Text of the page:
New Battery Requirements
The new eligibility for tax credits stipulations by the US Treasury have come into force, starting from 01/01/24. This has resulted in the number of EV models that qualify for IRA credits (up to $7.500) falling from 43 to 19. This is due to new battery sourcing requirements, to make the EV supply chain less dependent on China. However, the number of qualifying models may increase (slightly) as some OEMs have not submitted information on eligible vehicles. For example, Tesla’s Cybertruck is not on the list however the company is confident that it will likely qualify for the tax credit later on in 2024. Other automakers, such as Volkswagen and Nissan are working hard to meet the new tax credit requirements, as it has a material impact on sales.
New York invests in zero-emission buses
New York’s Metropolitan Transportation Authority (MTA) has announced it will be investing $552.8m in buying 205 battery-electric buses and 224 clean diesel buses. This push from the MTA stems from its target of having an all-electric bus fleet by 2040. Currently, it has a bus fleet of 5,840 with c1,300 being low-emission hybrid buses and 15 electric buses. Thus, this investment is the first critical step towards hitting that 2040 target. The MTA is also improving and upgrading 13 of its subway and Staten Island Railway stations across all 5 boroughs.
Key developments in charging infrastructure
The Biden-Harris Administration has announced that it will issue $623m in grants, to flesh out and ramp up EV charging infrastructure and hydrogen fuelling infrastructure. The administration has set itself a target of creating over 500,000 publicly accessible EV chargers by 2030. This program has highlighted 47 projects across 22 states (so far) that it will support. For example, $70m has been set aside for Texas to ramp up hydrogen fuelling stations for freight trucks in major cities. $15m has been set aside for California, for EV chargers at county library branches. For the last c18 months, the Inflation Reduction Act (IRA) has been the poster child for all things EVs, however, these grants are from the Bipartisan Infrastructure Law’s (BIL) $2.5bn Charging and Fuelling Infrastructure Discretionary Grant Program. We expect the BIL will play a bigger role in deploying capital this year by investing in more EV infrastructure projects, alongside the continued rollout of the IRA. It appears it is a solid one-two combo, as the BIL focuses on expanding the EV charging network and the IRA focuses on ramping up EV adoption.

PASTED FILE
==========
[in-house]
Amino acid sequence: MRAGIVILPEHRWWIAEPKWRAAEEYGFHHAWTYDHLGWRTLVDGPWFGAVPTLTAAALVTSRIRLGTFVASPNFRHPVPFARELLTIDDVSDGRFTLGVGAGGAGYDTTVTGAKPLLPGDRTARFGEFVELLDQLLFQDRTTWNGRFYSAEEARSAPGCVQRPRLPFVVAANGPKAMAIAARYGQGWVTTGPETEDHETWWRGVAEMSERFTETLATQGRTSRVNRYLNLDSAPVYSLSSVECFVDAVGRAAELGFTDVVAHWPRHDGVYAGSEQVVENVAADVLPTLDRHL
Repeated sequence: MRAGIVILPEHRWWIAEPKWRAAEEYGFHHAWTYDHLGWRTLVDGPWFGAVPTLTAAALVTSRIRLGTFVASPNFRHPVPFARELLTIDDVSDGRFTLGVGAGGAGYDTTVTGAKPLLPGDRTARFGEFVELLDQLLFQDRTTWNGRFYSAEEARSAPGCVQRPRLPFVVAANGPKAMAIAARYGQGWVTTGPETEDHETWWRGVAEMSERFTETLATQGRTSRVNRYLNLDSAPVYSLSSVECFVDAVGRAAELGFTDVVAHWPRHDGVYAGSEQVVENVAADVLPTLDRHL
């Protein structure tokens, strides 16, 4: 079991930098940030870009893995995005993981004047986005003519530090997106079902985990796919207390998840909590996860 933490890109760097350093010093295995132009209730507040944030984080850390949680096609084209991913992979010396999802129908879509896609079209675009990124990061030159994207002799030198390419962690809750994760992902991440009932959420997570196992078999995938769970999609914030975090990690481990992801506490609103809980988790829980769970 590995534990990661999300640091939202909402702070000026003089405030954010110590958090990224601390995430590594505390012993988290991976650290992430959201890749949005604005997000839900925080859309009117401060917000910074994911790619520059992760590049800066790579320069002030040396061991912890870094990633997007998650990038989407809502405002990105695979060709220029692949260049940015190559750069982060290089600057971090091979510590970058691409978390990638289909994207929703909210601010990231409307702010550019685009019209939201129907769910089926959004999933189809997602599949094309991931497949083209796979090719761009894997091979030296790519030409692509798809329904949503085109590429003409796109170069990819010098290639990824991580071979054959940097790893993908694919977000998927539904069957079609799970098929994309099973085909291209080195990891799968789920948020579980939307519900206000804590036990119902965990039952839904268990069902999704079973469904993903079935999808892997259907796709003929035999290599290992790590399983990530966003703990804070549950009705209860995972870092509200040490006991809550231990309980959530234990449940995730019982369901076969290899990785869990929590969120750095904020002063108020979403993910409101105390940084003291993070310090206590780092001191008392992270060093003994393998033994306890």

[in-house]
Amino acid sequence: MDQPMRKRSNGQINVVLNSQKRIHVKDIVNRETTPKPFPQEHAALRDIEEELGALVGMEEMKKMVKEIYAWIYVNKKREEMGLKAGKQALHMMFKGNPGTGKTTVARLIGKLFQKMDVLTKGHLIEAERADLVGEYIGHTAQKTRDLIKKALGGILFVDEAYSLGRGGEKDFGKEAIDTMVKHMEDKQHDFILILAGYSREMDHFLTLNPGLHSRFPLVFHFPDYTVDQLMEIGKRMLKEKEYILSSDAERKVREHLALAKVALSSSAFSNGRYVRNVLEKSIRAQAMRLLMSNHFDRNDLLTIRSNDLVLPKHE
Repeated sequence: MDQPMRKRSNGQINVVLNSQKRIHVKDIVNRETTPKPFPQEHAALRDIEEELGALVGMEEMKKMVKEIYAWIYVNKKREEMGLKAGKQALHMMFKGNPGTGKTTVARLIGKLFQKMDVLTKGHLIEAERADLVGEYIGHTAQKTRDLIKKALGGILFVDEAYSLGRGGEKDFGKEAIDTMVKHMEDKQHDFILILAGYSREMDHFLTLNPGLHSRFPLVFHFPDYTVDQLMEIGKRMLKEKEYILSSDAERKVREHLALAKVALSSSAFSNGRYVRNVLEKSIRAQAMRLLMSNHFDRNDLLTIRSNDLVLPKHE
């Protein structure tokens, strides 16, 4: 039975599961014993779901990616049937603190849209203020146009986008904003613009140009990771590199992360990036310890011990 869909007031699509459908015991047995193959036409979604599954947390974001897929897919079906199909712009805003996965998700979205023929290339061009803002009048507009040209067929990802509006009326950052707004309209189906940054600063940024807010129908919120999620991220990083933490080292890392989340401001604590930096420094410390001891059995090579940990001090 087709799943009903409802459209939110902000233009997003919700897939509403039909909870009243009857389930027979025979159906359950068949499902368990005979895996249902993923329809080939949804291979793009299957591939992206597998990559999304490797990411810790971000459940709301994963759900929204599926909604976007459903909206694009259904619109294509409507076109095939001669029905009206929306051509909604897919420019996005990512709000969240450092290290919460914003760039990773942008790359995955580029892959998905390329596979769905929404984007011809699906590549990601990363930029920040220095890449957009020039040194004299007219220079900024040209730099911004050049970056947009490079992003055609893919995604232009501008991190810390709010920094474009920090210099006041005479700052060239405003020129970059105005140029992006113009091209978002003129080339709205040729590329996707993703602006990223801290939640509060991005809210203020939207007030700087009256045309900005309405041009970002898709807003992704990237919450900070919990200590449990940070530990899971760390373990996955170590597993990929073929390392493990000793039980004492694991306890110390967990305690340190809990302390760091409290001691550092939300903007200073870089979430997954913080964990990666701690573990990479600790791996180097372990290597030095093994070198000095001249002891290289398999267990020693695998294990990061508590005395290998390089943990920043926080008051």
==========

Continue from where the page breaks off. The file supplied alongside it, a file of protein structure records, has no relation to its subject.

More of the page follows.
GDI secures loan to boost EV battery production
GDI, a New York-based silicon anode startup, has announced it will be receiving a €20m loan from the European Investment Bank (EIB). This capital will be deployed to scale EV battery production at a factory in Germany. EIB has also taken an equity stake in GDI, via the InvestEU programme, which aims to boost investment, innovation, and job creation, via new technologies, in Europe (over 2021-2027). GDI follows in the footsteps of Sila as the latest American anode startup to gain traction and investment. It appears that President Biden’s strategy to be less reliant on the Chinese supply chain is beginning to show. Bear in mind China refines more than 90% of the world’s graphite and (relatively) recently introduced export curbs. Thus, this has acted as a tailwind to look for alternative sources and although this is a great start, it is still only the beginning. GDI’s anodes, compared to graphite anodes, are reported to provide 30% more energy density which means (potentially) EV batteries have better/greater range whilst the charging time is only 15 minutes.
Kia & Uber partner to develop electric ride-hailing vehicles
Kia and Uber have signed an MoU which will focus on collaborating on developing and deploying electric purpose-built vehicles (PBVs) for ride-hailing. This strategic partnership will leverage Kia’s deep expertise in EV manufacturing to develop PBVs tailored to the specific needs of Uber drivers and its passengers. Uber will leverage its extensive network and history to provide insights and data to help nurture the development process. This should help Uber drivers access affordable EVs and thus help ramp up adoption in the coming years and decades.